The slides from this talk are available here:

Tutorial: Introduction to R and QGIS for transport applications

Routing with R

The second talk was by Nick Bearman, who provided an overview of routing in R, as well as an excellent practical tutorial.

The practical demonstrated 2 ways of routing in R:

  1. Using ggmap. The following code was used to navigate to the event!
from <- 'Leeds station, New Station Street, Leeds LS1 5DL, United Kingdom'
to <- 'LS2 9JT'
route_df <- route(from, to, structure = 'route', mode = 'walking')
qmap('Merrion Centre', zoom = 15) +
    aes(x = lon, y = lat),  colour = 'red', size = 1.5,
    data = route_df, lineend = 'round')

  1. The package I created, stplanr, to get routes optimised for cyclists (see transport-workshop.Rmd for a working version):
rquiet <- gLines2CyclePath(l = rlines, plan = "quietest")
plot(rquiet[1,]) # route from Leeds station to Leeds University (North - South)
plot(rquiet[2,]) # route from Leeds to Manchester!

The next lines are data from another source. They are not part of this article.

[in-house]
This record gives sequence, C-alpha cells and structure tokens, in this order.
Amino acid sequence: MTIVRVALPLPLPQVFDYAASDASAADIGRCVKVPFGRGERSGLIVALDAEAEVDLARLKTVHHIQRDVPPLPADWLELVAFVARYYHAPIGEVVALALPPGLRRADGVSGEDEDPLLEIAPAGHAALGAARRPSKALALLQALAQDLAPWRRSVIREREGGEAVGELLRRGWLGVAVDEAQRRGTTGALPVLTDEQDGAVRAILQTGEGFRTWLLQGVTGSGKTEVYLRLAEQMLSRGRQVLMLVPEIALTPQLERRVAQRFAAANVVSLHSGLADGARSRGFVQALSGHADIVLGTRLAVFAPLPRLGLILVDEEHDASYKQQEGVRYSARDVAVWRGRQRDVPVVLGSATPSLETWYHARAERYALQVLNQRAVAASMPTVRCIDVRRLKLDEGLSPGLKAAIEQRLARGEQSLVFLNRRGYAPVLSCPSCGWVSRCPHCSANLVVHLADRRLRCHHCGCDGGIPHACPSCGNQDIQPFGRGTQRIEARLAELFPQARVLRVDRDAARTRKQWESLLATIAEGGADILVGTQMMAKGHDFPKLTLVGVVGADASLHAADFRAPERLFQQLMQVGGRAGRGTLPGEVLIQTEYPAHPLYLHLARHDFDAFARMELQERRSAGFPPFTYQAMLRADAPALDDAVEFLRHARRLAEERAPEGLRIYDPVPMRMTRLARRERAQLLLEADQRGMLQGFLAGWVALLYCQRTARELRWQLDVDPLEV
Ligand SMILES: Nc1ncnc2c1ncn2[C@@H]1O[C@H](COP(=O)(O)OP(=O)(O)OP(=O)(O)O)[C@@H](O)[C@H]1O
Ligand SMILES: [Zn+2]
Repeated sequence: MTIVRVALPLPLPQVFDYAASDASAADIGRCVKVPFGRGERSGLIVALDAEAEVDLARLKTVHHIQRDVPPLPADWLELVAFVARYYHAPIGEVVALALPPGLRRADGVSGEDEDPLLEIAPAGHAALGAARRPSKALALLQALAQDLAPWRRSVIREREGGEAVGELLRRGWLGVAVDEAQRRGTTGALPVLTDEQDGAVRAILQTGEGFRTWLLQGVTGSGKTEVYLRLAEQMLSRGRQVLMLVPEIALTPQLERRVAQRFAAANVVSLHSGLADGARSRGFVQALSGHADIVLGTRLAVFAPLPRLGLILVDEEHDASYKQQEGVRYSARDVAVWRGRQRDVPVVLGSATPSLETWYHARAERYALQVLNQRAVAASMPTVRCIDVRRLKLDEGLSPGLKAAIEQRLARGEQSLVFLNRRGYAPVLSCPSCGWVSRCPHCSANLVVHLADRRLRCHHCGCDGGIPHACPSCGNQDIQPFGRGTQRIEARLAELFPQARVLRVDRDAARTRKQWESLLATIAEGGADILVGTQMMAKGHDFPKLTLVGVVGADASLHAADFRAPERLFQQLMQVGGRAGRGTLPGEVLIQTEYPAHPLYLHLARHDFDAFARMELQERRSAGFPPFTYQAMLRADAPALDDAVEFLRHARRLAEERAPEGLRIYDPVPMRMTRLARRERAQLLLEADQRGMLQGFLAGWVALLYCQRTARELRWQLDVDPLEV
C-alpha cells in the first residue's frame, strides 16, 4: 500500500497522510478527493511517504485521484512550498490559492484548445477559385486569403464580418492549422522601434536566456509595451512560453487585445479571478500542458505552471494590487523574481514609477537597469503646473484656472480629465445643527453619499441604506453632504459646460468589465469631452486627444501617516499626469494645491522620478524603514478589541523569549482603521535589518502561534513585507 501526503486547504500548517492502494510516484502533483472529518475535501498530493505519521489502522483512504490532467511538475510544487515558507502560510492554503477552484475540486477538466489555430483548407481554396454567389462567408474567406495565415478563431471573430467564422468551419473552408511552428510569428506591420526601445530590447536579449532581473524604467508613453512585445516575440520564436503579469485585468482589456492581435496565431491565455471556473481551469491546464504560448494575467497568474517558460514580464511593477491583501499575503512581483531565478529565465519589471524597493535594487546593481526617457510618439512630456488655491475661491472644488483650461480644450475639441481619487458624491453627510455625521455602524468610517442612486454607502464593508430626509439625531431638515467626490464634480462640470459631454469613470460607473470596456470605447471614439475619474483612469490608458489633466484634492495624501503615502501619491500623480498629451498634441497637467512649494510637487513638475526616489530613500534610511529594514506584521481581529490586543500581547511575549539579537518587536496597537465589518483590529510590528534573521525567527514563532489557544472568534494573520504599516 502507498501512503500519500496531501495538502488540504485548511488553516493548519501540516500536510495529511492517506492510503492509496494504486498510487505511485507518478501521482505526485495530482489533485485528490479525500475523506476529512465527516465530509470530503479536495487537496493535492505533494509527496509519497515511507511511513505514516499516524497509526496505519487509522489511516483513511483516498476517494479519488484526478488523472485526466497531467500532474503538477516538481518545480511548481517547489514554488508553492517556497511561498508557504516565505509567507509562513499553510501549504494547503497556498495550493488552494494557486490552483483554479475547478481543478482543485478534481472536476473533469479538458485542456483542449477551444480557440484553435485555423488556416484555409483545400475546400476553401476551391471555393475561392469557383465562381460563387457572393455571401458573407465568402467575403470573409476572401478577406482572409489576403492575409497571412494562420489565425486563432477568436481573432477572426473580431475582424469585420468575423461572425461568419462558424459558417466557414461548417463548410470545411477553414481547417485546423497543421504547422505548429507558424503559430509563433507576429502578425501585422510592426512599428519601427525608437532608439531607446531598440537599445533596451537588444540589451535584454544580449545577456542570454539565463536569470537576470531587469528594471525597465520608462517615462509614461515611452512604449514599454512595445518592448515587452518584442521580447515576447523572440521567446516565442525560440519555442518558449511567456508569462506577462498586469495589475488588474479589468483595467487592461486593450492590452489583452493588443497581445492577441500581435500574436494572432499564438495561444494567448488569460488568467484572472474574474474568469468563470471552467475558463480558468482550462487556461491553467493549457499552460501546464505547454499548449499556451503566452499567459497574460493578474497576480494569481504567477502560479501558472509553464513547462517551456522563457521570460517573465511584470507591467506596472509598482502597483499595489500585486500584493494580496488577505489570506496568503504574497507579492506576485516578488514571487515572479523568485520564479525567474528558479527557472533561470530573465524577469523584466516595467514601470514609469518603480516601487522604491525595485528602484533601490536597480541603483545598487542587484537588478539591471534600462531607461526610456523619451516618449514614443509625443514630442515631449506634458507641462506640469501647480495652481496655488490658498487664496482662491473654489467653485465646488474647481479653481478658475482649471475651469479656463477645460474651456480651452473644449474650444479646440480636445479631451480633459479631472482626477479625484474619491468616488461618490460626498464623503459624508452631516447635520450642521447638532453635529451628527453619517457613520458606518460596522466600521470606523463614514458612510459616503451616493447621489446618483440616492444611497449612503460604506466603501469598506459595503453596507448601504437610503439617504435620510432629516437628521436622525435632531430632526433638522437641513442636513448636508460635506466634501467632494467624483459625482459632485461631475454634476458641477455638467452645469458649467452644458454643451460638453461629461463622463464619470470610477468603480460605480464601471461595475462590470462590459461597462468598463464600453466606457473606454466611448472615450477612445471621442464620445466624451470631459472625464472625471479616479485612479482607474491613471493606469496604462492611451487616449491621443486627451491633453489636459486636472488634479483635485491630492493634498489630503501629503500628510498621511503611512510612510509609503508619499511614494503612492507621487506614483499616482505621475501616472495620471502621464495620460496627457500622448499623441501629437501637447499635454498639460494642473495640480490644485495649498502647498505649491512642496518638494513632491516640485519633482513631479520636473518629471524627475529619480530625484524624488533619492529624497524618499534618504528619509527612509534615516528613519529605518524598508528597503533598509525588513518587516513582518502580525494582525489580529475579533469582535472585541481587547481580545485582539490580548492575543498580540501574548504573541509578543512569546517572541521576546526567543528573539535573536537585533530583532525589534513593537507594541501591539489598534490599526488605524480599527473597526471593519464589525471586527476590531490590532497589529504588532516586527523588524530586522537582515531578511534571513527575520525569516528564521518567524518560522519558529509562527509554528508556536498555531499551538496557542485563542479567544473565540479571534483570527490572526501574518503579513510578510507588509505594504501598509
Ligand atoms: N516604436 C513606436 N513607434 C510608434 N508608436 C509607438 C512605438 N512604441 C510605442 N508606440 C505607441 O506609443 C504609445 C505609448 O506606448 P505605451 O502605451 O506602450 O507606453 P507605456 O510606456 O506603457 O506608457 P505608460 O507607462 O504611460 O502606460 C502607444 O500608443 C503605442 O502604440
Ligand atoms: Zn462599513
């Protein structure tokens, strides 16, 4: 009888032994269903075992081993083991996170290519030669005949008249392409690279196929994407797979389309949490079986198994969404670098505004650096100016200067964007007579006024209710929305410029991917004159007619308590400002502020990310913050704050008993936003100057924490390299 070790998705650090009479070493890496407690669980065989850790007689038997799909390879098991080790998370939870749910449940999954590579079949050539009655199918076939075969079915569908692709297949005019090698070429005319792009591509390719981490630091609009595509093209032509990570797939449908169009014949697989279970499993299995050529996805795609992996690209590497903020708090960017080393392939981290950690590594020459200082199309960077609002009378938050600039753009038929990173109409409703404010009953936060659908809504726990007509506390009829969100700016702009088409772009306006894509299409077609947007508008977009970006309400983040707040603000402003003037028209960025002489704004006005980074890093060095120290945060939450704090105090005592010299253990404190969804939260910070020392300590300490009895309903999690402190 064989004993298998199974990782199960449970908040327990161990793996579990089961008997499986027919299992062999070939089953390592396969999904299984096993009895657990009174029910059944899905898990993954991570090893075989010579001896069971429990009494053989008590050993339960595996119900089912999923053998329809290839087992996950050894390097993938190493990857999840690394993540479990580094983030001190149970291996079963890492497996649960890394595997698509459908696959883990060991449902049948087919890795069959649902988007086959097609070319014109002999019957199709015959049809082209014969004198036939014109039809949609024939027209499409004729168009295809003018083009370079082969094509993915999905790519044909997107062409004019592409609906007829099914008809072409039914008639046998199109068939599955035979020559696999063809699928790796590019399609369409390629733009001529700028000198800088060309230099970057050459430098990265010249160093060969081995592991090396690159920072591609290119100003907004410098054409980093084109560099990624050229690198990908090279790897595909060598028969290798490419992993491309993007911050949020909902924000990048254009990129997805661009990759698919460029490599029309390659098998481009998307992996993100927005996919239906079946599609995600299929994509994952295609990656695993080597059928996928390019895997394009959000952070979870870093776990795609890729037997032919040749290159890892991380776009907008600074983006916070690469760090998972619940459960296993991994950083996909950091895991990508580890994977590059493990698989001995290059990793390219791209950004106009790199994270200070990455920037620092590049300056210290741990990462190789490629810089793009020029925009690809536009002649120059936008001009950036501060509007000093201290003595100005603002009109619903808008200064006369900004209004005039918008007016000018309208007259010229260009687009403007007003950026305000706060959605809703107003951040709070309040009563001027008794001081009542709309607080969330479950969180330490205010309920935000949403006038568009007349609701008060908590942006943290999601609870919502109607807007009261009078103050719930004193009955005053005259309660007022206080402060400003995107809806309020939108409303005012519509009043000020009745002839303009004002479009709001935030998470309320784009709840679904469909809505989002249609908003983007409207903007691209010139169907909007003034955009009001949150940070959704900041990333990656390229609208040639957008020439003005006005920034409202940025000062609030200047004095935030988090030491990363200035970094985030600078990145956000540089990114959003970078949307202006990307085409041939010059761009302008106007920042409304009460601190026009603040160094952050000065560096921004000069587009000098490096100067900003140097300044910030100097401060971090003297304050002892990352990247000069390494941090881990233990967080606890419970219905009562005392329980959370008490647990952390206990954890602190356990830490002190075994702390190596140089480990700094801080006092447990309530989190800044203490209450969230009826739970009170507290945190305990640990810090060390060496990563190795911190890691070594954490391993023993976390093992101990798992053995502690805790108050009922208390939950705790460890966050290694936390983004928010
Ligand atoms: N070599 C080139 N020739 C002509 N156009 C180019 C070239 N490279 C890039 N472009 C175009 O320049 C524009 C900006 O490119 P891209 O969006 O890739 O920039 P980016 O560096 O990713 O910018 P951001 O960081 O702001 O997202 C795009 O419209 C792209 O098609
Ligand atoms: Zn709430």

Tutorial: Route analysis using R

Large gps datasets with PostGIS

The most technical session involved using R to query huge datasets storing GPS data containing 100,000+ rows. Amazingly, Richard and Adrian Ellison set up a remotely accessible database instance from their laptop which participants queried via RPostgreSQL. Their session information can be seen here:


A hackathon

Finally there was a miniature hackathon organised by Godwin Yeboah. Participants made progress in better understanding the travel patterns of cyclists using real data. The hackathon notes can be found here:



GIS is a field of knowledge that has a huge amount to offer transport planners and researchers, especially regarding new and open source software tools that can effectively generate, process and analyse transport-related data. R is well-suited to fill this research gap and has a wide range of tools to help. Packages such as ggmap (Kahle and Wickham 2013), RPostgreSQL and the new stplanr have great potential to help plan the transport systems of the future. QGIS is also increasingly attractive for transport applications, with it inbuilt support for PGRouting, flow analysis and a friendly user interface that many will be used to.

Photos taken during the hackathon are testament to its role as a forum for not only learning but also debate about the future of GIS in transport. These can be seen here: